LONDON - Prime Minister Gordon Brown has invited key international partners to a meeting to discuss how to counter radicalisation in Yemen after last week's failed attack on a U.S.-bound plane, his office said on Friday.

Brown will host the event in London on January 28. The high-level meeting will be held in parallel with an international conference on Afghanistan the same day.

Umar Farouk Abdulmutallab, a 23-year-old Nigerian who told U.S. investigators he was trained by al Qaeda in Yemen, is accused of trying to blow up a U.S. passenger plane as it approached Detroit on Christmas Day.

Al Qaeda in the Arabian Peninsula's claim that it was behind the attack has also focussed attention on the threat from Yemen.

Yemen's Foreign Minister Abubakr al-Qirbi said this week there could be up to 300 al Qaeda militants in his country, some of whom may be planning attacks on Western targets. Qirbi appealed for more help from other countries to combat terrorism.

The international community must not deny Yemen the support it needs to tackle extremism, Brown said in a statement.

Brown said earlier on Friday that Yemen presented a regional and global threat as an incubator and potential safe haven for terrorism.


Brown's office said the London meeting would seek to encourage and coordinate efforts by international donors to foster development in areas of Yemen most at risk of radicalisation.
It would discuss what the Yemen government needed to combat terrorism and seek international pledges to train Yemeni security forces, it said.

The meeting would also aim to improve coordination of international counter-terrorism efforts in the region and to promote economic, social and political reform in Yemen.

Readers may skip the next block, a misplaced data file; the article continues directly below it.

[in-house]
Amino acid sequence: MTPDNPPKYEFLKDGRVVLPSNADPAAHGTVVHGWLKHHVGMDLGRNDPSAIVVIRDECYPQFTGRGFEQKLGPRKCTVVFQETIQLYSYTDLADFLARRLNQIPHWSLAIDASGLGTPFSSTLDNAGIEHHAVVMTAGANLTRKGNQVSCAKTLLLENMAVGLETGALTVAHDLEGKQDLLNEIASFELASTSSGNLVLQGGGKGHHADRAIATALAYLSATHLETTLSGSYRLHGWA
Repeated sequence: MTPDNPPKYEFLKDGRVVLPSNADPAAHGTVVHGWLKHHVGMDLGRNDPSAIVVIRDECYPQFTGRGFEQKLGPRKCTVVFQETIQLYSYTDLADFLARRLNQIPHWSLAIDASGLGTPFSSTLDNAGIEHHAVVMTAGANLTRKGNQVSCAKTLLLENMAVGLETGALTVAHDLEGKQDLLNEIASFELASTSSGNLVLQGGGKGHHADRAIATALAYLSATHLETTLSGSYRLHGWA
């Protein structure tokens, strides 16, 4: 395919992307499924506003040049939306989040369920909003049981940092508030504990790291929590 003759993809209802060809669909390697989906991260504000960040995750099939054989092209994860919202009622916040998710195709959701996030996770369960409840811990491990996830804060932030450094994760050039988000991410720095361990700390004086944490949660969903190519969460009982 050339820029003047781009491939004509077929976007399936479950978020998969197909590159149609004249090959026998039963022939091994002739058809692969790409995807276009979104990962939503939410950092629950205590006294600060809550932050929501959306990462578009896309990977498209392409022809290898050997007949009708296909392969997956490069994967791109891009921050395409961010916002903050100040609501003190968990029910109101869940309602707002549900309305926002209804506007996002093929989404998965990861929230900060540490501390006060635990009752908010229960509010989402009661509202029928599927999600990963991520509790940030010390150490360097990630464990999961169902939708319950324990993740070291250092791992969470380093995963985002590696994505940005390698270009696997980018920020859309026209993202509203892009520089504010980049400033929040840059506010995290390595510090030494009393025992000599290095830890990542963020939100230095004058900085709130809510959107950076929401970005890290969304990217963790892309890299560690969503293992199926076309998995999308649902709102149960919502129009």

Brown's office said the meeting would be held in parallel with the previously announced conference on combating the Taliban in Afghanistan because the issues were inter-related and because key delegates would take part in both events.

Foreign ministers, including U.S. Secretary of State Hillary Clinton, and some heads of government are expected to attend the Afghanistan meeting.

U.S. officials said this week the United States was looking at ways to expand military and intelligence cooperation with the government of Yemen to increase pressure on al Qaeda militants.

The failed attack has also turned a spotlight on Britain's record in countering Islamic militants. Abdulmutallab studied engineering at University College London from 2005 to 2008.

The New York Times said this week that, if Abdulmutallab was radicalised in Britain, it would show that Britain, a close U.S. ally, poses a major threat to American security.

Brown's office said the plan for the Yemen meeting had received strong support from the White House and the European Union. In the coming days, Britain also aims to secure backing from Saudi Arabia and Gulf countries, it said.